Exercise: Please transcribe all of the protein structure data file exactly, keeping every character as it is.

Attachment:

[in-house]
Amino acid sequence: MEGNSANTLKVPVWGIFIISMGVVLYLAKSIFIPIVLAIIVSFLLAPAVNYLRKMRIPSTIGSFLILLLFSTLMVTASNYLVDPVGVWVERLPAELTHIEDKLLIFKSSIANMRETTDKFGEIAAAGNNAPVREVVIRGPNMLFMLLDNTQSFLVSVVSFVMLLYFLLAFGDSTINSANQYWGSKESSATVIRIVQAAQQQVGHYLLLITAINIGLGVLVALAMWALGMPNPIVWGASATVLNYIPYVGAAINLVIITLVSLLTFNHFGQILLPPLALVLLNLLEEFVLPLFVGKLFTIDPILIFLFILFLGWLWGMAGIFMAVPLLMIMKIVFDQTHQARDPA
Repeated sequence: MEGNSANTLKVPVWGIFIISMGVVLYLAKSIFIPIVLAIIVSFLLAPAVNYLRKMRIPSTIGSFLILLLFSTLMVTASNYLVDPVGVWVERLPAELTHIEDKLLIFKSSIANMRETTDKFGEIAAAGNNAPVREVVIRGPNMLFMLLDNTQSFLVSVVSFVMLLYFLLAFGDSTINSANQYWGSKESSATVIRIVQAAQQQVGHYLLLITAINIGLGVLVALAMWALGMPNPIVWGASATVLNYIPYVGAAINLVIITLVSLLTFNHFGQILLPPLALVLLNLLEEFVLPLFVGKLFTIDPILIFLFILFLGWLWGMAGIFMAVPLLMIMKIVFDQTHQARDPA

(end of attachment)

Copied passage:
[in-house]
Amino acid sequence: MEGNSANTLKVPVWGIFIISMGVVLYLAKSIFIPIVLAIIVSFLLAPAVNYLRKMRIPSTIGSFLILLLFSTLMVTASNYLVDPVGVWVERLPAELTHIEDKLLIFKSSIANMRETTDKFGEIAAAGNNAPVREVVIRGPNMLFMLLDNTQSFLVSVVSFVMLLYFLLAFGDSTINSANQYWGSKESSATVIRIVQAAQQQVGHYLLLITAINIGLGVLVALAMWALGMPNPIVWGASATVLNYIPYVGAAINLVIITLVSLLTFNHFGQILLPPLALVLLNLLEEFVLPLFVGKLFTIDPILIFLFILFLGWLWGMAGIFMAVPLLMIMKIVFDQTHQARDPA
Repeated sequence: MEGNSANTLKVPVWGIFIISMGVVLYLAKSIFIPIVLAIIVSFLLAPAVNYLRKMRIPSTIGSFLILLLFSTLMVTASNYLVDPVGVWVERLPAELTHIEDKLLIFKSSIANMRETTDKFGEIAAAGNNAPVREVVIRGPNMLFMLLDNTQSFLVSVVSFVMLLYFLLAFGDSTINSANQYWGSKESSATVIRIVQAAQQQVGHYLLLITAINIGLGVLVALAMWALGMPNPIVWGASATVLNYIPYVGAAINLVIITLVSLLTFNHFGQILLPPLALVLLNLLEEFVLPLFVGKLFTIDPILIFLFILFLGWLWGMAGIFMAVPLLMIMKIVFDQTHQARDPA